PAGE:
When Mark London Williams and I decided to move our long running SF Site column Nexus Graphica to SF Signal, we decided that we needed to announce our presence with a bang. Hence, this Mind Meld was born, in which we asked our esteemed panelists this question:

Q: What graphic novels are part of your desert island collection?

The only caveat we gave the contributors that their selections could not include the obvious books such as Dark Knight Returns, Watchmen, Maus, and their ilk.

I’ll return next month with the first installment of the new Nexus Graphica and Mark issues his first SF Signal contribution in March. We’ll alternated columns every other month, culminating with a special two parter in December, featuring our annual best of the year lists. But more on this in February.

For now, enjoy the confab.
(And be sure to check out Part 2!)

Walter Simonson
Over the years, Walter Simonson has written and/or drawn a lot of comics for various companies including the NY Times bestselling Alien graphic novel, Manhunter, the Metal Men, Superman, Batman, Thor, X-Factor, Fantastic Four, RoboCop vs. the Terminator, X-Men vs. the Teen Titans, Orion, Elric: The Making of a Sorcerer written by Michael Moorcock, and The Judas Coin. Currently, Walter is writing and drawing Ragnarök, a creator-owned comic book, to be published in 2014 by IDW.

Sharaz-De by Sergio Toppi. Beautiful beautiful drawing, and at last, there’s an English version!

The Airtight Garage of Jerry Cornelius (as it was originally called) by Moebius. Completely wonked-out story with drawing ranging from cartoony to super-elegant by Moebius. Lovely work.

The entire Modesty Blaise run of Peter O’Donnell and Jim Holdaway. It’s not in a single volume so I’m not sure how this works for a desert island, but it’s my favorite run of a newspaper strip and very influential in my work.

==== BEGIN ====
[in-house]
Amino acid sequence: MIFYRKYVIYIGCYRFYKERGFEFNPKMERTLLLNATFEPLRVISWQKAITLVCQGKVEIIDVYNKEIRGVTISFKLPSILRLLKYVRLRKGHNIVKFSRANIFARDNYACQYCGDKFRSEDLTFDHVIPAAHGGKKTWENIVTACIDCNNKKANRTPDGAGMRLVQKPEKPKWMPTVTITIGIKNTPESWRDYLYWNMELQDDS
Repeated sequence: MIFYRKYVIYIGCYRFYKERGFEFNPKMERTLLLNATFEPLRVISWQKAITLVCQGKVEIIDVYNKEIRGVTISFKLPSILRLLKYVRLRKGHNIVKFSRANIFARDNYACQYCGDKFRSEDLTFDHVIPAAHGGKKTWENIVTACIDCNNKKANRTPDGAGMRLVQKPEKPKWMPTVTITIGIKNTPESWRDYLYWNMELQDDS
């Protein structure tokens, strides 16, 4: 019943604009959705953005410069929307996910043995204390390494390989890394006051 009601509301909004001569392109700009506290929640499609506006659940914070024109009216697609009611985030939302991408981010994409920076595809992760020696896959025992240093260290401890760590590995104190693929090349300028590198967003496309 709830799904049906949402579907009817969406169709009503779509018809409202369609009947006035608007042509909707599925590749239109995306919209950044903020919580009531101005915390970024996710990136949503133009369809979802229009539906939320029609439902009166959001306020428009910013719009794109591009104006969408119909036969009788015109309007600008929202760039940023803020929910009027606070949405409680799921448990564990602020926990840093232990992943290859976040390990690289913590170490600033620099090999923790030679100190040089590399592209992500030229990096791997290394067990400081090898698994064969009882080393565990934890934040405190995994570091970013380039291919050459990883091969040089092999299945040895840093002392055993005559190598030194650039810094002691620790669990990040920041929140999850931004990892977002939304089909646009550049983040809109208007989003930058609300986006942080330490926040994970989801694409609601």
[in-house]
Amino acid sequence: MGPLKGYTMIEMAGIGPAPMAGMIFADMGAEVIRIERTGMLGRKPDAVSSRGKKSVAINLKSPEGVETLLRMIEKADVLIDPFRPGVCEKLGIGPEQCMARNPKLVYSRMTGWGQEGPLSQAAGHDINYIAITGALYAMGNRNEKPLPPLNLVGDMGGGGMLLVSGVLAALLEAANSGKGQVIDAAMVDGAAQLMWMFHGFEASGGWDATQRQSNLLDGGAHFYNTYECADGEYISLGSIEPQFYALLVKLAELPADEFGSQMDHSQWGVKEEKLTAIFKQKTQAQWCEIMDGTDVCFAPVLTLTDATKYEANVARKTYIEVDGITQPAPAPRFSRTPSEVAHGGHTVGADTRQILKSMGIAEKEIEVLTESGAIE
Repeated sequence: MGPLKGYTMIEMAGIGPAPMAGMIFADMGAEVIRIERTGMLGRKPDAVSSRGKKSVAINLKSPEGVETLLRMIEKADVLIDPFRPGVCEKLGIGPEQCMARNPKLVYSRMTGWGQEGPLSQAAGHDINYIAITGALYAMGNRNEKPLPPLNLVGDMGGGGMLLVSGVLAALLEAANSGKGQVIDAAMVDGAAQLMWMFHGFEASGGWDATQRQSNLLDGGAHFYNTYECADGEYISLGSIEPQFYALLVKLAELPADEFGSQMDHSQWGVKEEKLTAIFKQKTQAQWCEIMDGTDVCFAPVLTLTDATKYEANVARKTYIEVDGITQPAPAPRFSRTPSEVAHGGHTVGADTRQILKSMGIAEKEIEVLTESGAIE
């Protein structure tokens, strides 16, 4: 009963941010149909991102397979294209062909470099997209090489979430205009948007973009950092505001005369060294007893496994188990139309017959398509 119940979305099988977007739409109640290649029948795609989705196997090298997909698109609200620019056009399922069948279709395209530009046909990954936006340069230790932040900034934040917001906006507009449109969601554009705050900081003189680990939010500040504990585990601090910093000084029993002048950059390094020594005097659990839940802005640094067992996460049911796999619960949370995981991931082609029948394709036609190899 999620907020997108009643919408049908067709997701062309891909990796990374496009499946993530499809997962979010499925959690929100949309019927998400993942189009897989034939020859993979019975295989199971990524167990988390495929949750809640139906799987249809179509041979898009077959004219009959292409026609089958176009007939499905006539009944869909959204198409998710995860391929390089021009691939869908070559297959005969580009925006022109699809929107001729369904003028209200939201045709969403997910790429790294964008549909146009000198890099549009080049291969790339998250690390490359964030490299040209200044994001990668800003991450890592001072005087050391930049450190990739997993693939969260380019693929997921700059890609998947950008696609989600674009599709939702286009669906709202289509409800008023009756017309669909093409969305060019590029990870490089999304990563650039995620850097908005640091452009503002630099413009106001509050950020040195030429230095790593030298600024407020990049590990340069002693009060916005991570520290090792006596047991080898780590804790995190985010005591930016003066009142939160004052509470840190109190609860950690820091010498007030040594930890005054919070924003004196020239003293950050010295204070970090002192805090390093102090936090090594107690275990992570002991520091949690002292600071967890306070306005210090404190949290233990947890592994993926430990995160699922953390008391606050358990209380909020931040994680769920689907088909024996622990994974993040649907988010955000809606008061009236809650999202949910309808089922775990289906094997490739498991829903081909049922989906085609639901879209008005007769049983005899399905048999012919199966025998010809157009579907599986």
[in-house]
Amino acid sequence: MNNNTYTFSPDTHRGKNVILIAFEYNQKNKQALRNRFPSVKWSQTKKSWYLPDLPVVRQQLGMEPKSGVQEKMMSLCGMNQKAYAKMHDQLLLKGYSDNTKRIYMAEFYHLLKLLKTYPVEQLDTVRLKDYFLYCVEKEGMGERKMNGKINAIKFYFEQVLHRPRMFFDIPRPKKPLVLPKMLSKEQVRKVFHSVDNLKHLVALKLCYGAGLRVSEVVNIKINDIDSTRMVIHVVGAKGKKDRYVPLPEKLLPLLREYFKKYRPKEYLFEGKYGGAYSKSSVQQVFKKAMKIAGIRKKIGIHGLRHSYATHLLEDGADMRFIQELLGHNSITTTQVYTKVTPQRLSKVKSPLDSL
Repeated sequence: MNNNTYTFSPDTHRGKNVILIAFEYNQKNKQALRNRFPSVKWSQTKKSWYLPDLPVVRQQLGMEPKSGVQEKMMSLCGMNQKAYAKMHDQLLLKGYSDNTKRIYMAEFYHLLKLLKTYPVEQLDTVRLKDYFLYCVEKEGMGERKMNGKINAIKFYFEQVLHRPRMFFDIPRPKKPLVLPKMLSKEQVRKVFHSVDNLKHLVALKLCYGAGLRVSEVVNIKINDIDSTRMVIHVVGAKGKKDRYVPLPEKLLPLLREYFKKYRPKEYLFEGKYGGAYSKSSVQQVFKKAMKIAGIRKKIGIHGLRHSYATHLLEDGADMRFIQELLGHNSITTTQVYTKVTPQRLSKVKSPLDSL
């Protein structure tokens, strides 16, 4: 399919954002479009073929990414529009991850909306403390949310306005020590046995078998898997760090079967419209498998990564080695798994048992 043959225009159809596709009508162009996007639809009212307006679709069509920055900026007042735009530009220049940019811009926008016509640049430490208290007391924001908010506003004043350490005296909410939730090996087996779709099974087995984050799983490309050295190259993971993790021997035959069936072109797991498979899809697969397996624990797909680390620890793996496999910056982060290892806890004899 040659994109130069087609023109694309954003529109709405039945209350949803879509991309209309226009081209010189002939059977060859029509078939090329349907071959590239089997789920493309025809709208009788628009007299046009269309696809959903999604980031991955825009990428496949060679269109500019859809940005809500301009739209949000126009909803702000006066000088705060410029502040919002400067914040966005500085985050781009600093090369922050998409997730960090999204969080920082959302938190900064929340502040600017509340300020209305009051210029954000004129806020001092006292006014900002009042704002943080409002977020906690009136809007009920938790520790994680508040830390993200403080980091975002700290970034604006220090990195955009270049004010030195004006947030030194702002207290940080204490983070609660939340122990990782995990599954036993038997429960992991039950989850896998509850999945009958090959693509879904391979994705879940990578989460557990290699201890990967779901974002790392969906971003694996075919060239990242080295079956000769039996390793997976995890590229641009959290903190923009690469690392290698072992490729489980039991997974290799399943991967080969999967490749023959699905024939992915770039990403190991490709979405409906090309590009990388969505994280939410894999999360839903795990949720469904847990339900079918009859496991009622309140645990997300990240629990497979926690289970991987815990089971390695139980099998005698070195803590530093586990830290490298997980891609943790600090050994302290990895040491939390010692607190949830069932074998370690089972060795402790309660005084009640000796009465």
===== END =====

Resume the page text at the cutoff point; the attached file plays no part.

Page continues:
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VIDEO: The History of The Joker

Is there any other villain in comics more reknowned than the Joker?

Here’s VariantComics’ excellent look at the history of the Clown Prince of Crime…

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Planetoid by Ken Garing

This week over at the Kirkus Reviews Blog, I take a look at Planetoid by Ken Garing.  Holy crap.

From the post:

In my constant search to find new and cool things for this column, I came across a cover that made me pause and stare for a bit.  I know, I know – you aren’t supposed to judge a book by its cover.  But still, we do it all the time.  In this case, the cover had this vibe about it, harkening back to the pulpish covers without the usual exploitation – there was no scantily clad vixen clinging to the over-muscled hero type.  As much as the cover invoked the pulps of the past, there was also this starkness to it.  All of these things resonated with me.  I couldn’t help but pick it up.  And now, having read the book cover to cover in one sitting, I have to say – I’m certainly glad that I did.

Sounds cool, right?  Well, read the rest of the review over at the Kirkus Blog.

Friday YouTube: Batman vs. Superman (in Lego)

In case anyone was wondering how Btaman might fare against Superman, well, this Lego animation pretty much summarizes it.

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Harry Dresden is Back in Ghoul Goblin

Jim Butcher may be in between Dresden Files novels at the moment, but Harry’s adventures continue – this time in a bridge story that takes place between Fool Moon and Grave Peril – books 2 and 3.  Ghoul Goblin is that story, and the focus of my Kirkus post this week.

From the post: